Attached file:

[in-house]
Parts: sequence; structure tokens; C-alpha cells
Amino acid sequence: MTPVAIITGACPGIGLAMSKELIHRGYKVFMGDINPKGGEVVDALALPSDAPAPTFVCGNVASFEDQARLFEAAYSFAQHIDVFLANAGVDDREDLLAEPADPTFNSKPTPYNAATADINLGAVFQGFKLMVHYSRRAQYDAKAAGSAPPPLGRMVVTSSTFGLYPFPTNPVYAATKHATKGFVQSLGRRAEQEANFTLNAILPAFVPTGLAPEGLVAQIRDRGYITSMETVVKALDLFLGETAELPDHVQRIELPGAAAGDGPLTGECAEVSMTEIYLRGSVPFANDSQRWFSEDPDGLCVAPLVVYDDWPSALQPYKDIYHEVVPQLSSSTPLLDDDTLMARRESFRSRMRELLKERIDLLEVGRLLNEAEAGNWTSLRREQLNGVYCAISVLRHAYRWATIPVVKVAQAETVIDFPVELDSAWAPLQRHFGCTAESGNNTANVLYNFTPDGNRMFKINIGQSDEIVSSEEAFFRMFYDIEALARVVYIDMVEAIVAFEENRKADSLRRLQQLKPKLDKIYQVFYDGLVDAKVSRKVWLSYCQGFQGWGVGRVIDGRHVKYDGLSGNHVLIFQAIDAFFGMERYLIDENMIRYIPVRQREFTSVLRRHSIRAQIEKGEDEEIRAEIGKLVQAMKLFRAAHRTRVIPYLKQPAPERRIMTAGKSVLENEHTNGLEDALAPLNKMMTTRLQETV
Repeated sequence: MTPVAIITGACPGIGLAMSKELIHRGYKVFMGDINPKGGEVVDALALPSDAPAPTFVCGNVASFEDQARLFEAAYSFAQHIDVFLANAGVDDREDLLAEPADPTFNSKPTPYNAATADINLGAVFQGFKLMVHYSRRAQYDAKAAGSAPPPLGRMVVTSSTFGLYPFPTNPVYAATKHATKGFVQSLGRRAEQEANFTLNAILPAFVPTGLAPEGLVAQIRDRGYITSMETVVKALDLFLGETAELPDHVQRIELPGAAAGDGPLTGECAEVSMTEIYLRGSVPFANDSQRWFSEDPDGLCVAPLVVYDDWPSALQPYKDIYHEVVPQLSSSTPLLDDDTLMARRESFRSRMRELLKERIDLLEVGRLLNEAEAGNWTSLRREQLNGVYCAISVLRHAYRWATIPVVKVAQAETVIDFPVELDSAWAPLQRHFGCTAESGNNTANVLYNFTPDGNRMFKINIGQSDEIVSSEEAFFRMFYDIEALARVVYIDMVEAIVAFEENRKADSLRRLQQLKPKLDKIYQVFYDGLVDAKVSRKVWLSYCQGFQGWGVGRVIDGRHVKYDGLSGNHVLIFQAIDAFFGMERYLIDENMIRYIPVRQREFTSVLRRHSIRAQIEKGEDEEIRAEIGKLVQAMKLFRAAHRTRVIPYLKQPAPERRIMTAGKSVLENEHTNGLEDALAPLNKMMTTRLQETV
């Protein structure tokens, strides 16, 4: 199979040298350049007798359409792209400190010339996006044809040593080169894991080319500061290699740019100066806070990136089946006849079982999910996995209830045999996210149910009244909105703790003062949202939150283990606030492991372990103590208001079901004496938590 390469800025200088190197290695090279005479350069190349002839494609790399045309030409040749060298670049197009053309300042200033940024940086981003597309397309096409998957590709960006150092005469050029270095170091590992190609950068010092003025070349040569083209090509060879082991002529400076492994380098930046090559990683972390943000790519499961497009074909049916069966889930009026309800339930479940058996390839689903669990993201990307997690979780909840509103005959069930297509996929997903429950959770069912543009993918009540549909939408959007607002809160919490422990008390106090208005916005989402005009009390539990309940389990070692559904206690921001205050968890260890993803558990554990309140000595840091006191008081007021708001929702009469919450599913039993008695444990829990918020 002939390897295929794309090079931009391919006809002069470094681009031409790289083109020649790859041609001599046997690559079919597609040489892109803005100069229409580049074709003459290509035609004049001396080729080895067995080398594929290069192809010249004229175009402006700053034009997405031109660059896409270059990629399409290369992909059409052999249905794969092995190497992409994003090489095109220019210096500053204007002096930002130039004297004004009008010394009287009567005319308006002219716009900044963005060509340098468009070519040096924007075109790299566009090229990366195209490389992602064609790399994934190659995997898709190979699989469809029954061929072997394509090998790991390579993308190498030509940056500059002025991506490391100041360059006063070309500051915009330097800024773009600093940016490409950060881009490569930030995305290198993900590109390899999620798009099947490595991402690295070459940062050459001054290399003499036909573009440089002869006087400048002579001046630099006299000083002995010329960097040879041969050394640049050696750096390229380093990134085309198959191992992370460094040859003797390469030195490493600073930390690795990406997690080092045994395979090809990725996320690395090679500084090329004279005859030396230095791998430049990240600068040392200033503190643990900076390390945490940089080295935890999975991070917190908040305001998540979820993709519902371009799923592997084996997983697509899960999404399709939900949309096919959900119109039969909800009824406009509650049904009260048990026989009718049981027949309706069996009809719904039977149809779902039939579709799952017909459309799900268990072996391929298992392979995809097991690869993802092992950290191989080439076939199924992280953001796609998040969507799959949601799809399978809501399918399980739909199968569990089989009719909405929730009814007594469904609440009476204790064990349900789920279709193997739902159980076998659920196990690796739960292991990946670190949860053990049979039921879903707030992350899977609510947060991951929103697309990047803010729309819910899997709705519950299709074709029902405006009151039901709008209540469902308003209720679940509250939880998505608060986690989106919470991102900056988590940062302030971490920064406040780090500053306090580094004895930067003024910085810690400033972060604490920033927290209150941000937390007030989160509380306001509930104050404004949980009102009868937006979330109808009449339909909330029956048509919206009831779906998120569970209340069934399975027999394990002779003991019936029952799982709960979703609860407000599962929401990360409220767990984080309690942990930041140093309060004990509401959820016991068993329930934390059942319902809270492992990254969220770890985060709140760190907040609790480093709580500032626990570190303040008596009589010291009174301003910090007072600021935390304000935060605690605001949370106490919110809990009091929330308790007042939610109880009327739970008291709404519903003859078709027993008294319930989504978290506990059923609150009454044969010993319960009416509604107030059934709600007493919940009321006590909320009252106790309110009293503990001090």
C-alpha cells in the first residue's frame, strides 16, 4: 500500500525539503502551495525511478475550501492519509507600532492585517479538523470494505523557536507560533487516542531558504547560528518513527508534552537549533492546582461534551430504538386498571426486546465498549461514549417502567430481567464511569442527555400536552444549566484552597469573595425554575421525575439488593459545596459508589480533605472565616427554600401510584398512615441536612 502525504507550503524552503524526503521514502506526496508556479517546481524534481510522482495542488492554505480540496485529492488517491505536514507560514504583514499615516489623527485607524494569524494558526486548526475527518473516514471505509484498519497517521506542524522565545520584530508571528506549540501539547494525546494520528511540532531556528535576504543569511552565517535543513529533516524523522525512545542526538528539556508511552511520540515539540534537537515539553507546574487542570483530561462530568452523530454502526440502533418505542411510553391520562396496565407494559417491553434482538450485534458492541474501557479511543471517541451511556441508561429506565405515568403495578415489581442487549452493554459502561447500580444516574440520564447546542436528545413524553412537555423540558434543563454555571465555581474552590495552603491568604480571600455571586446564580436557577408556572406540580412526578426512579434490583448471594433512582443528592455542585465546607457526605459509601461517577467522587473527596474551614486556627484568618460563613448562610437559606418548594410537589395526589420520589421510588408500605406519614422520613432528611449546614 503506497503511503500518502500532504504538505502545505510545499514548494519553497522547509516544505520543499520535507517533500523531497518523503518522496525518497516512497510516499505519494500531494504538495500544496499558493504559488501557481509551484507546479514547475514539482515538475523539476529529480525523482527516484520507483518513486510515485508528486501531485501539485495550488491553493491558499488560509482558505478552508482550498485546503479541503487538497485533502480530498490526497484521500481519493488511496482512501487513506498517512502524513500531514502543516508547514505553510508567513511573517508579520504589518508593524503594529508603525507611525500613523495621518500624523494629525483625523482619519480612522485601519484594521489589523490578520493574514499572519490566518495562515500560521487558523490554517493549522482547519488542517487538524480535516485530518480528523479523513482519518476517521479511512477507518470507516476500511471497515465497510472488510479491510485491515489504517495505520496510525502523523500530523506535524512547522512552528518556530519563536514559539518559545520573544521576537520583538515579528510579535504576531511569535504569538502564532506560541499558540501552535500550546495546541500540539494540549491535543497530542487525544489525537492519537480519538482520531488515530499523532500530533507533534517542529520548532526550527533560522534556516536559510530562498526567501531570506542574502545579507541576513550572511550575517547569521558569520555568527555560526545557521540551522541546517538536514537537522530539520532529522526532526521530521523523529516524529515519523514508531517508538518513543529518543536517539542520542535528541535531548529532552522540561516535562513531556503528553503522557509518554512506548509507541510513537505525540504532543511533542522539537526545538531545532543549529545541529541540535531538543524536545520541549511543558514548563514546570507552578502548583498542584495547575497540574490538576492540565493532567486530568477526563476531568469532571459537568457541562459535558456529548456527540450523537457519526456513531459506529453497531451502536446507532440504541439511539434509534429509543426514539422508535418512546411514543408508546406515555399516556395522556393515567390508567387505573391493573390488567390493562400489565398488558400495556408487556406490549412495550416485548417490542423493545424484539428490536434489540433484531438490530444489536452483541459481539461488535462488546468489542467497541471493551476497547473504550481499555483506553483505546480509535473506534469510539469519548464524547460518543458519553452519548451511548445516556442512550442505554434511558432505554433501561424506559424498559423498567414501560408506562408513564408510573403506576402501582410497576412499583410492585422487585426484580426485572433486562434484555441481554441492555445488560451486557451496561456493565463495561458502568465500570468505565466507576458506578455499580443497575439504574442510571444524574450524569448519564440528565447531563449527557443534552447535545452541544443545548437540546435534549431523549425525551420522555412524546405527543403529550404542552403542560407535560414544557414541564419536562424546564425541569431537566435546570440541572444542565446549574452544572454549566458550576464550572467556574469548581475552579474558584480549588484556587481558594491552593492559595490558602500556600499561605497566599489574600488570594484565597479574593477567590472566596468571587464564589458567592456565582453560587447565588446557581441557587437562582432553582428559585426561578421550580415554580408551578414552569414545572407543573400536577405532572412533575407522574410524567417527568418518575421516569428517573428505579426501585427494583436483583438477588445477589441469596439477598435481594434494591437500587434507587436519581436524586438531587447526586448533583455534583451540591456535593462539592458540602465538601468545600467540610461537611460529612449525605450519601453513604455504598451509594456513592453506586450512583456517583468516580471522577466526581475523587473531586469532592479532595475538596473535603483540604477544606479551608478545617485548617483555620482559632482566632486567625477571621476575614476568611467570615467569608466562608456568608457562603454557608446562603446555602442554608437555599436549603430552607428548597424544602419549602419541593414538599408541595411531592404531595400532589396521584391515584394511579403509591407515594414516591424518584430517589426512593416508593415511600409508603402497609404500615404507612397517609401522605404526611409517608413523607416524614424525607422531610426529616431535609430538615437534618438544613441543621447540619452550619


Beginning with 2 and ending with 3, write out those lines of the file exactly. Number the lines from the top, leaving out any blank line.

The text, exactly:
Parts: sequence; structure tokens; C-alpha cells
Amino acid sequence: MTPVAIITGACPGIGLAMSKELIHRGYKVFMGDINPKGGEVVDALALPSDAPAPTFVCGNVASFEDQARLFEAAYSFAQHIDVFLANAGVDDREDLLAEPADPTFNSKPTPYNAATADINLGAVFQGFKLMVHYSRRAQYDAKAAGSAPPPLGRMVVTSSTFGLYPFPTNPVYAATKHATKGFVQSLGRRAEQEANFTLNAILPAFVPTGLAPEGLVAQIRDRGYITSMETVVKALDLFLGETAELPDHVQRIELPGAAAGDGPLTGECAEVSMTEIYLRGSVPFANDSQRWFSEDPDGLCVAPLVVYDDWPSALQPYKDIYHEVVPQLSSSTPLLDDDTLMARRESFRSRMRELLKERIDLLEVGRLLNEAEAGNWTSLRREQLNGVYCAISVLRHAYRWATIPVVKVAQAETVIDFPVELDSAWAPLQRHFGCTAESGNNTANVLYNFTPDGNRMFKINIGQSDEIVSSEEAFFRMFYDIEALARVVYIDMVEAIVAFEENRKADSLRRLQQLKPKLDKIYQVFYDGLVDAKVSRKVWLSYCQGFQGWGVGRVIDGRHVKYDGLSGNHVLIFQAIDAFFGMERYLIDENMIRYIPVRQREFTSVLRRHSIRAQIEKGEDEEIRAEIGKLVQAMKLFRAAHRTRVIPYLKQPAPERRIMTAGKSVLENEHTNGLEDALAPLNKMMTTRLQETV